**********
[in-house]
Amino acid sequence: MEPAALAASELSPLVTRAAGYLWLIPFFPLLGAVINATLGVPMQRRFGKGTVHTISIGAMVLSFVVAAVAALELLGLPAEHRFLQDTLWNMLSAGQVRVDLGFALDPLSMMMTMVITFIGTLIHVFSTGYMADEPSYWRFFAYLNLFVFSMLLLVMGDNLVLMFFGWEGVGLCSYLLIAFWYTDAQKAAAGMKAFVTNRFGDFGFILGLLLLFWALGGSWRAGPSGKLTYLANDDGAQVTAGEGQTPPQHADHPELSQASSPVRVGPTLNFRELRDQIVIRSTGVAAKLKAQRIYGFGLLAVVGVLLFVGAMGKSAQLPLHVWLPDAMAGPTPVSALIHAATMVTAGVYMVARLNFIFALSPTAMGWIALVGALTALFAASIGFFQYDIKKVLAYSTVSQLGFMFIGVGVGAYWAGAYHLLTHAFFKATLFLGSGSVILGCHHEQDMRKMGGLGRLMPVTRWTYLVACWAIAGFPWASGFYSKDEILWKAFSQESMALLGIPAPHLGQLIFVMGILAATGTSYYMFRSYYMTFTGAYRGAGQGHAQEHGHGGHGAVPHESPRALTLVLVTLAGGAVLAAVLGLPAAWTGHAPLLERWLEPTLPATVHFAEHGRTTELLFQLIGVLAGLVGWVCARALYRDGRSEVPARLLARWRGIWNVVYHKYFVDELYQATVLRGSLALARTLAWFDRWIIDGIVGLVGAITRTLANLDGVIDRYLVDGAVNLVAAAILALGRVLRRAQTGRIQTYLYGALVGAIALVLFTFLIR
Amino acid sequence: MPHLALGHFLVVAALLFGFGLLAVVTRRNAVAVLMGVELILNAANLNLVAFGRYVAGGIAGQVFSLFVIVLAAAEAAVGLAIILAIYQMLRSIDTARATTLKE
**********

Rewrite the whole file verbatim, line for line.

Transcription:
[in-house]
Amino acid sequence: MEPAALAASELSPLVTRAAGYLWLIPFFPLLGAVINATLGVPMQRRFGKGTVHTISIGAMVLSFVVAAVAALELLGLPAEHRFLQDTLWNMLSAGQVRVDLGFALDPLSMMMTMVITFIGTLIHVFSTGYMADEPSYWRFFAYLNLFVFSMLLLVMGDNLVLMFFGWEGVGLCSYLLIAFWYTDAQKAAAGMKAFVTNRFGDFGFILGLLLLFWALGGSWRAGPSGKLTYLANDDGAQVTAGEGQTPPQHADHPELSQASSPVRVGPTLNFRELRDQIVIRSTGVAAKLKAQRIYGFGLLAVVGVLLFVGAMGKSAQLPLHVWLPDAMAGPTPVSALIHAATMVTAGVYMVARLNFIFALSPTAMGWIALVGALTALFAASIGFFQYDIKKVLAYSTVSQLGFMFIGVGVGAYWAGAYHLLTHAFFKATLFLGSGSVILGCHHEQDMRKMGGLGRLMPVTRWTYLVACWAIAGFPWASGFYSKDEILWKAFSQESMALLGIPAPHLGQLIFVMGILAATGTSYYMFRSYYMTFTGAYRGAGQGHAQEHGHGGHGAVPHESPRALTLVLVTLAGGAVLAAVLGLPAAWTGHAPLLERWLEPTLPATVHFAEHGRTTELLFQLIGVLAGLVGWVCARALYRDGRSEVPARLLARWRGIWNVVYHKYFVDELYQATVLRGSLALARTLAWFDRWIIDGIVGLVGAITRTLANLDGVIDRYLVDGAVNLVAAAILALGRVLRRAQTGRIQTYLYGALVGAIALVLFTFLIR
Amino acid sequence: MPHLALGHFLVVAALLFGFGLLAVVTRRNAVAVLMGVELILNAANLNLVAFGRYVAGGIAGQVFSLFVIVLAAAEAAVGLAIILAIYQMLRSIDTARATTLKE